The age-old adage attests one should "dress for the job you want, not the job you have." And on Sunday night, Mad Men's Joan Holloway went shopping. Will she begin dressing for the bawse job she landed when we last left her?
Climbing up from the break room at Sterling Cooper ad agency to the Head of Accounts at Sterling Cooper Draper Pryce, the former secretary with moxie finally wiggled out of those flashy, body-hugging clothes that swiveled the heads of businessmen for seven seasons and started slipping into Oscar de la Renta frocks that would demand their respect.
In the first episode — of the final episodes — shown Sunday night, "Big Red" (as she's known to all working misogynists in the ad biz) is a now prosperous chief partner of the SCDP after the merger with McCann-Erickson. But she's still being dismissed as little more than a sex object. Even Peggy Olson, her career-driven advertising maven of a "work best friend," offers her little pity, telling Joan: "You can't have it both ways. You can't dress the way you do…"
Before Peggy can finish that sexist trope, Joan cuts her off. While Joan does boldly take on meetings in navy and white peter-pan frocks, hot-pink double breasted ensembles or paisley print silk blouses, she's hardly wearing plunging necklines. If anything, Joan simply looks flashy and trendy; she can't help that her enviable curves steal the show and men can't stop being veritable assholes about it.
The exchange between Joan and Peggy was, as Alyssa Rosenberg at The Washington Post puts it, brutal:
Eventually, they reach the crux of their disagreement. “You can’t have it both ways,” Peggy lectures Joan. “You can’t dress the way you do and expect –” “How do I dress?” Joan cuts her off. “So what you’re saying is I don’t dress the way you do because I don’t look like you, and that’s very, very true.” Peggy, peeved and embarrassed, snaps back at Joan: “You know what? You’re filthy rich. You don’t have to do anything you don’t want to.”
So Joan does what every over-worked, under-appreciated businesswoman with a decent credit limit does: She treats herself. Aiming for a whole new look, one that screams she's in charge, Boss Holloway buys a whole new, refined (but no less alluring) work wardrobe.
The camera pans over Joan's aspirational shopping spree: A Henri Bendel's bag looms large in the background, while tissue paper unfurls from the tops of shopping bags; Lord & Taylor boxes are stacked high, with hat boxes precariously balanced on top of each other. Joan is obviously on a mission.
Still: Joan is shrewd, despite the heaping pile of designer goods she's collecting. Deliberating between the pearl and feathered Oscar de la Renta frock that's hugging her like it was custom-made and some other navy number that most likely pales in comparison, Joanie wonders aloud if they are too similar. Still new to the luxury game, she can't tell the difference.
"Don't tell Oscar de la Renta that! Because the navy one is $159!," the thickly accented shop girl (from Sheepshead Bay?) squawks at Bosswoman Holloway. I have no idea if that's a lot of money or not, because inflation. But Joan makes a face, insinuating that money is obviously no object.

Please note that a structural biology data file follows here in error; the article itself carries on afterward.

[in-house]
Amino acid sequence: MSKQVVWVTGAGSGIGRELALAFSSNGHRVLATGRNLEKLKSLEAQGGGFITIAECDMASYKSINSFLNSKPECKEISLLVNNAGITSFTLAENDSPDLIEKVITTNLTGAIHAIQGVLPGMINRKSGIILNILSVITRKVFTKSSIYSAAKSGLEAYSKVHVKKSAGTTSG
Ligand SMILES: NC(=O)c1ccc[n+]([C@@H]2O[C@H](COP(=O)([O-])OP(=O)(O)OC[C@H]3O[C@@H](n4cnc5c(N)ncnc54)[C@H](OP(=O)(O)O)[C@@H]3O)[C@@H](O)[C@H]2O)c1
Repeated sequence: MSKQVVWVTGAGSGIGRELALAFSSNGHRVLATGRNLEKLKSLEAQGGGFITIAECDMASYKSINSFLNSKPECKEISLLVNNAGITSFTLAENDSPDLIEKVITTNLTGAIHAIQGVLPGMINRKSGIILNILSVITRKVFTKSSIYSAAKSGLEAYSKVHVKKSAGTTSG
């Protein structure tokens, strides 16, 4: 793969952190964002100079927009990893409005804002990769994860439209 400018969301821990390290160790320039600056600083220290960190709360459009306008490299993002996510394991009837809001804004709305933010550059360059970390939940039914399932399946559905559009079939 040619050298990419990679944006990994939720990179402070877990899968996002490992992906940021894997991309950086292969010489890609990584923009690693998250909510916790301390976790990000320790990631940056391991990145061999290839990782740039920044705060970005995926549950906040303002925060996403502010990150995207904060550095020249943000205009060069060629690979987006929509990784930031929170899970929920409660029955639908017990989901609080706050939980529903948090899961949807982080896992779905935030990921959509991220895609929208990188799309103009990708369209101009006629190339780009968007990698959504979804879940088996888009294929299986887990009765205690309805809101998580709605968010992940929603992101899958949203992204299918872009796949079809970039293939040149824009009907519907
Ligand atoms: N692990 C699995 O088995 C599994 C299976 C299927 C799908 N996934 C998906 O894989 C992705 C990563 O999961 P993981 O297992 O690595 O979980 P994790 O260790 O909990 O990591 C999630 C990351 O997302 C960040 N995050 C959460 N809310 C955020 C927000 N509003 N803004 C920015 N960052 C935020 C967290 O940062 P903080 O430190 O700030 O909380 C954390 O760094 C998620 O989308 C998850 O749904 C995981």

So, Joan, the millionairess does what every millionairess would do in that situation: just takes it ALL. "The boots, the tan heels, the chiffon, the red, and yes, this one…" she breathlessly coos, rubbing her hand over the ODLR's embellished bodice.
Shop Girl is probably running the numbers in her head (perhaps thinking of that fat commission check), and then she… ugh… she does the worst thing ever. She deigns to recognize Boss Holloway. Like, from when Joanie used to work on the floor at the store.
"Didn't you used to work here?! Because you can probably still the get the discount."
Ooof. Shop Girl's earnestness as well-intentioned, but Boss Holloway sees how the salesgirl is attempting to shift the power dynamic.
And so, like a boss, Boss Holloway smiles at said Shop Girl with the same measured contempt she does with, like, every secretary at Sterling Cooper Draper Pryce besides Dawn, and says, "That's tempting, but I think you have me confused with someone else. Could you?!" And she motions to that pesky zipper.
Yes, you've confused Joanie for someone you can talk to like that.
You see, Shop Girl, you work for Joanie now. Not the other way around.
And as quickly as the humbled cog unzips Joan's newly minted, pearl-encrusted couture, Shop Girl zips that mouth of hers squarely shut. Like a life hack for the ages, Joanie teaches us that if you're going to troll your old employer, what better way to do it then coming back as the filthy-rich, wildly successful, supremely well-dressed version of your previous self? #goals
While a sobering narrative on the interplay of gender politics and dress in the office, Boss Holloway's new look perfectly encapsulates the immense success she was always destined become.
Marjon Carlos is a style and culture writer for Fusion who boasts a strong turtleneck game and opinions on the subjects of fashion, gender, race, pop culture, and men's footwear.